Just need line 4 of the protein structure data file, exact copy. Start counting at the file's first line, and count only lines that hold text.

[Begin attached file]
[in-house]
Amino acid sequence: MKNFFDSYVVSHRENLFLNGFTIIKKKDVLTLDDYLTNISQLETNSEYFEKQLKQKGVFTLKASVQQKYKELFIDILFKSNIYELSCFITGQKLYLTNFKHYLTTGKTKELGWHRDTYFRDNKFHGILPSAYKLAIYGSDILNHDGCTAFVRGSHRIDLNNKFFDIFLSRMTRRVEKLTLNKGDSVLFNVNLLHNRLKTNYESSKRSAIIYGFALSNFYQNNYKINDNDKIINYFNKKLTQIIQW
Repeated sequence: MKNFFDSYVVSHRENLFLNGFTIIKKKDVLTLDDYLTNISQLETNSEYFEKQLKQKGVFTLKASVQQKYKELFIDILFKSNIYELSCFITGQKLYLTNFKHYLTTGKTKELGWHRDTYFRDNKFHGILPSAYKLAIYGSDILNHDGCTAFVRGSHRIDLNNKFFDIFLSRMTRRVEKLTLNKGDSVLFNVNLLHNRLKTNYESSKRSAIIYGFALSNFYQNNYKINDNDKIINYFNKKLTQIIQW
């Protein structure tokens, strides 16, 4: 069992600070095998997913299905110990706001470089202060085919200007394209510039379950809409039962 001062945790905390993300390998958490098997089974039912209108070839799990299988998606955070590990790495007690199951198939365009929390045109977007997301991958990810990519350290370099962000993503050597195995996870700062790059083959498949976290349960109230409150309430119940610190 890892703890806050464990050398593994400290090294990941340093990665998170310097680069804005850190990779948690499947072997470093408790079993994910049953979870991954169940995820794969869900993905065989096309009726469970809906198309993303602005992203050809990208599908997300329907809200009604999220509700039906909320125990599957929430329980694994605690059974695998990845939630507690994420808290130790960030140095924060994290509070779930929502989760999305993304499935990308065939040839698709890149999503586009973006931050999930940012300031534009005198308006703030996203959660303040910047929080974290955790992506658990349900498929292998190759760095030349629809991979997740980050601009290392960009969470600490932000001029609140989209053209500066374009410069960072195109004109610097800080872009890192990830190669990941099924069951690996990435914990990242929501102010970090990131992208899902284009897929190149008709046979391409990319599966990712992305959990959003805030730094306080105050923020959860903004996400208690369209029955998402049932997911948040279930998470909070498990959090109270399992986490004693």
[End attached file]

């Protein structure tokens, strides 16, 4: 069992600070095998997913299905110990706001470089202060085919200007394209510039379950809409039962 001062945790905390993300390998958490098997089974039912209108070839799990299988998606955070590990790495007690199951198939365009929390045109977007997301991958990810990519350290370099962000993503050597195995996870700062790059083959498949976290349960109230409150309430119940610190 890892703890806050464990050398593994400290090294990941340093990665998170310097680069804005850190990779948690499947072997470093408790079993994910049953979870991954169940995820794969869900993905065989096309009726469970809906198309993303602005992203050809990208599908997300329907809200009604999220509700039906909320125990599957929430329980694994605690059974695998990845939630507690994420808290130790960030140095924060994290509070779930929502989760999305993304499935990308065939040839698709890149999503586009973006931050999930940012300031534009005198308006703030996203959660303040910047929080974290955790992506658990349900498929292998190759760095030349629809991979997740980050601009290392960009969470600490932000001029609140989209053209500066374009410069960072195109004109610097800080872009890192990830190669990941099924069951690996990435914990990242929501102010970090990131992208899902284009897929190149008709046979391409990319599966990712992305959990959003805030730094306080105050923020959860903004996400208690369209029955998402049932997911948040279930998470909070498990959090109270399992986490004693």